III. PLAINTIFFS' DR 4-101(B) CLAIM:
Plaintiffs assert that trial counsel should be disqualified also because Page has violated Canon 4, which states, "A lawyer should preserve the confidences and secrets of a client". Plaintiffs' Reply Brief at 5-6. It is alleged that Page violated the canon, and Disciplinary Rule 4-101(B) promulgated under it, by representing VSI, K & S, Freeman and VEL simultaneously in late 1974 and 1975.
The merits of this factual allegation aside, plaintiffs again have failed to demonstrate the relevance of Page's ethical conduct. Plaintiffs appear to contend that counsel should be disqualified because Canon 4 has been and will be violated by Page and his firm's continued representation of K & S. For this proposition plaintiffs cite Emle Industries, Inc. v. Patentex, Inc., 478 F.2d 562 (2d Cir. 1973). There the Second Circuit affirmed a trial court's granting of a motion to disqualify plaintiff's counsel who had earlier served as counsel for a company related to defendant in a case regarding the same issues as the case at bar. The lawyer's continued service in opposition to his ex-client was deemed in that circumstance to violate his responsibilities under Canon 4, and the motion for disqualification was granted to avoid prospective violation of the canon.
We see no reason why Page's breach of Canon 4 (assuming the truth of the allegations) should lead to disqualification. Again, plaintiffs focus on alleged impropriety by Page in failing to withdraw from representing K & S, without suggesting why that conduct ought to be grounds for disqualification of Page's law firm. Emle Industries, relied on by plaintiffs, does not apply on two grounds. First, the extension to firm members explicitly granted under DR 5-102(B) is not provided for in DR 4-101(B), which merely says "a lawyer" -- i.e., Page himself and not his firm -- "shall not . . .". Second, Emle Industries concluded disqualification was appropriate on the basis of the mechanical test formulated by Judge Weinfeld in T.C. Theatre Corp. v. Warner Brothers Pictures, 113 F. Supp. 265, 268-69 (S.D.N.Y. 1953), premising disqualification on representation by the lawyer of an ex-client's adversary in a "pending suit" in which the issues are "substantially related" to those of an earlier suit in which the lawyer represented the ex-client. Since there was no suit in which Page represented VEL or Freeman, this rule is inapposite here.
IV. SCOPE OF JUDICIAL INQUIRY:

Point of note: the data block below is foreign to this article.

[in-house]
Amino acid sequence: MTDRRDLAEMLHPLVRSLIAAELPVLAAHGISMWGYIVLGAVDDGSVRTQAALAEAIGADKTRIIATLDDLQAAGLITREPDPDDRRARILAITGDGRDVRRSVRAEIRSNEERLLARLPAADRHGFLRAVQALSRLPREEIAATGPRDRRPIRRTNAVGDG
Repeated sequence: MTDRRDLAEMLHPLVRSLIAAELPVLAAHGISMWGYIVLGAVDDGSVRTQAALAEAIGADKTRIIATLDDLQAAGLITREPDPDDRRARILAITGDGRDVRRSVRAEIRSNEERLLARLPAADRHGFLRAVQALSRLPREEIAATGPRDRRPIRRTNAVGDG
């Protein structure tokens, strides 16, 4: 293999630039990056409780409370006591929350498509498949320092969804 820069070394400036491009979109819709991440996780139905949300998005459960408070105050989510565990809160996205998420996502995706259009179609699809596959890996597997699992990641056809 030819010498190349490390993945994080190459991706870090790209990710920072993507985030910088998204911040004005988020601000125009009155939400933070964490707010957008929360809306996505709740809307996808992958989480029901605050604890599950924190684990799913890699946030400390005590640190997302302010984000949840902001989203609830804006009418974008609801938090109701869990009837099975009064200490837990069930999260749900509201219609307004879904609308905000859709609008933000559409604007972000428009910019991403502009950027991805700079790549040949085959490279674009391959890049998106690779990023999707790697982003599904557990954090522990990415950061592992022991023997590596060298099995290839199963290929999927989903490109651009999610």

Several courts have observed that motions to disqualify require them to look into the factual contentions of a lawsuit at a preliminary stage in order to assess the merit of the claims underlying the motion and opposition. Moreover, the Third Circuit has mandated that trial courts explain their reasoning behind resolutions of such motions.
Kreda v. Rush, 550 F.2d 888, 890 (3d Cir. 1977). We cannot, consequently, accept the plaintiffs' assertion that a more limited inquiry of the kind described in Emle Industries, Inc. v. Patentex, Inc. is proper here. Plaintiffs' Reply Brief at 6-7. There, the Second Circuit noted that "the court need not, indeed cannot, inquire whether the lawyer did, in fact, receive confidential information during his previous employment which might be used to the client's disadvantage." 478 F.2d at 571 (emphasis in original). As we noted above, however, that court concluded Canon 4 was violated and affirmed an order to disqualify counsel because the mechanical rule of representation of a former client's opponent in a later lawsuit was breached; that rule is susceptible to application with limited reference to the underlying facts of the case. A motion to disqualify under DR 5-102(B) raises dissimilar issues, at least when it is made following considerable discovery and shortly before trial. In order to discern whether testimony "is or may be prejudicial", that testimony and other evidence in the case must be presented by the movant and scrutinized by the court.
The judicial consideration of the underlying facts might be extended to require that the court hold a factual hearing when a DR 5-102(B) motion to disqualify is made under circumstances such as these. We know of no case requiring us to hold such a hearing. Furthermore, both plaintiffs and defendant K & S have waived specifically and on the record any rights to a hearing which they might have had, and there is agreement among them that we can rule on the motion based upon the rather lengthy briefs and appendices thereto.
Because plaintiffs have failed to demonstrate or specify a prejudicial effect of Page's testimony upon K & S's case which is any more than speculative, their motion to disqualify counsel will be denied.